When three teenagers died of fentanyl overdoses last year in Larimer County, Colorado, it shocked the community and “flipped families upside down,” said Tom Gonzales, the county’s public health director.
Several schools began stocking naloxone, a medication that reverses opioid overdoses. Community organizations trained teens to use it. But county and school officials wanted to do more.
That’s when they turned to opioid settlement funds — money coming from national deals with health care companies like Johnson & Johnson, AmerisourceBergen, and CVS, which were accused of fueling the epidemic via prescription painkillers. The companies are paying out more than $50 billion to state and local governments over 18 years.
Much of that money is slated for addiction treatment and efforts to reduce drug trafficking. But some is going to school-based prevention programs to reduce the possibility of addiction before it begins. In some cases, school districts, which filed their own lawsuits that became part of the national settlements, are receiving direct payments. In other cases, state or local governments are setting aside part of their share for school-based initiatives.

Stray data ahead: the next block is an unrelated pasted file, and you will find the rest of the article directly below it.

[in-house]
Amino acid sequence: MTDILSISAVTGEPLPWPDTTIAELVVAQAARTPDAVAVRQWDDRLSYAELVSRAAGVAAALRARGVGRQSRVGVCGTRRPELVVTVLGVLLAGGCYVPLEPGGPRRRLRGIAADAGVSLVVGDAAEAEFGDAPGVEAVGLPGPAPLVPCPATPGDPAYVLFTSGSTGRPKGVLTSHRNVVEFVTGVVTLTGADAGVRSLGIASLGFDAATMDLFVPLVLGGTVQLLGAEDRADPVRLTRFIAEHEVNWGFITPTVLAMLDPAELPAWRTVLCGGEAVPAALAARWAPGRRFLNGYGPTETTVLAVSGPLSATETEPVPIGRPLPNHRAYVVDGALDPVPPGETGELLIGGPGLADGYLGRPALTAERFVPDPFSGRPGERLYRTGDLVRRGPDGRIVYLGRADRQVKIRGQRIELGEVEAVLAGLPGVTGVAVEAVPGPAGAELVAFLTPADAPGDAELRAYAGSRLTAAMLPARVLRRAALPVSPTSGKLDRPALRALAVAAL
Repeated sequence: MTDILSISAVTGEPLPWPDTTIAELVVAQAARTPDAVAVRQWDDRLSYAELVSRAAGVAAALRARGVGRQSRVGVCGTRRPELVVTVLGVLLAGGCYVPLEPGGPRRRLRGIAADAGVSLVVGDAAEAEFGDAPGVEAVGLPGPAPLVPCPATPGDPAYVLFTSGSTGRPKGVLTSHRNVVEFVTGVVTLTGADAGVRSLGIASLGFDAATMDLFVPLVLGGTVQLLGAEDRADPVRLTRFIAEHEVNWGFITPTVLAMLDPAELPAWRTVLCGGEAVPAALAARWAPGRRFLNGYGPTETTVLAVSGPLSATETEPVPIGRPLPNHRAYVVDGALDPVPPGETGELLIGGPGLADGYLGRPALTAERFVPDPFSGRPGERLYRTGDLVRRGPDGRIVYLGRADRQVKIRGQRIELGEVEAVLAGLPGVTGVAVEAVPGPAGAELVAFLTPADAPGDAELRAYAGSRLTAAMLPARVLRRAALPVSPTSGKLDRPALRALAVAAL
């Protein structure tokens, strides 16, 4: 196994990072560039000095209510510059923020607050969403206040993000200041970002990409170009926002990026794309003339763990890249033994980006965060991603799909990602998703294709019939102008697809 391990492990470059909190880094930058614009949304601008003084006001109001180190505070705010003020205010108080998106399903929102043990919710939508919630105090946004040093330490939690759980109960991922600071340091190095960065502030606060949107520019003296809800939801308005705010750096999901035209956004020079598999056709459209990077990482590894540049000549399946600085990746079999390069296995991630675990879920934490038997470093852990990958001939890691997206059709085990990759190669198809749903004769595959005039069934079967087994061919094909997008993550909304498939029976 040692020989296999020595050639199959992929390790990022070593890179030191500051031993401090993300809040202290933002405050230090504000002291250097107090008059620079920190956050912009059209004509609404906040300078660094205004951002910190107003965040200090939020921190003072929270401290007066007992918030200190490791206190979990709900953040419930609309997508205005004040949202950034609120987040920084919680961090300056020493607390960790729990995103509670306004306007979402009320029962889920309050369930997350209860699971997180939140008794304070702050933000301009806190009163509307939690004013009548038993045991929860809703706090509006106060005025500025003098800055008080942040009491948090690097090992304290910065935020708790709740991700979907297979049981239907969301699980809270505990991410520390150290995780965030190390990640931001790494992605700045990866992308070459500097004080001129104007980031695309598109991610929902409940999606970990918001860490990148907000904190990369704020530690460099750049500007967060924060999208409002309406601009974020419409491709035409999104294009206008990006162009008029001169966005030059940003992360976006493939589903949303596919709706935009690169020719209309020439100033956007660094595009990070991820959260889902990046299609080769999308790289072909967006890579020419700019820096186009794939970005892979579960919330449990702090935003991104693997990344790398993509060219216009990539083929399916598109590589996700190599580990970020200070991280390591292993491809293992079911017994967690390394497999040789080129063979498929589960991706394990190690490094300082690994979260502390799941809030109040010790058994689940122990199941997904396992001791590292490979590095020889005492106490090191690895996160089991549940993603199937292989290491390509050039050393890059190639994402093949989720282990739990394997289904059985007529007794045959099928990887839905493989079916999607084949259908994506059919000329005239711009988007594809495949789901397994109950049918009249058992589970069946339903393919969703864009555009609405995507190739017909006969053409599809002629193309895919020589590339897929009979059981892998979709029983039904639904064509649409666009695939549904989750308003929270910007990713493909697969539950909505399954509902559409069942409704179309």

Many parents, educators, and elected officials agree that investing in prevention is crucial to address the rising rates of youth overdoses, depression, and suicidal thoughts.
“We have to look at the root causes,” said Diana Fishbein, a senior scientist at the University of North Carolina-Chapel Hill and leading expert on applying prevention science to public policy. Otherwise, “we’re going to be chasing our tails forever.”
But the question of how to do that is fraught and will involve testing the comfort levels of many parents and local officials.
For generations of Americans, addiction prevention was synonymous with D.A.R.E., a Drug Abuse Resistance Education curriculum developed in the 1980s and taught by police officers in schools. It “dared” kids to resist drugs and was used in concert with other popular campaigns at the time, like “just say no” and a video of an egg in a frying pan with the narration, “This is your brain on drugs.”
But decades of research found those approaches didn’t work. In some cases, suburban students actually increased their drug use after participating in the D.A.R.E. program.
In contrast, prevention programs that today’s leading experts say show the most promise teach kids how to manage their emotions, communicate with others, be resilient, and build healthy relationships. They can have long-term health benefits while also saving society $18 for every dollar invested, per a federal analysis. But that approach is less intuitive than simply saying “no.”
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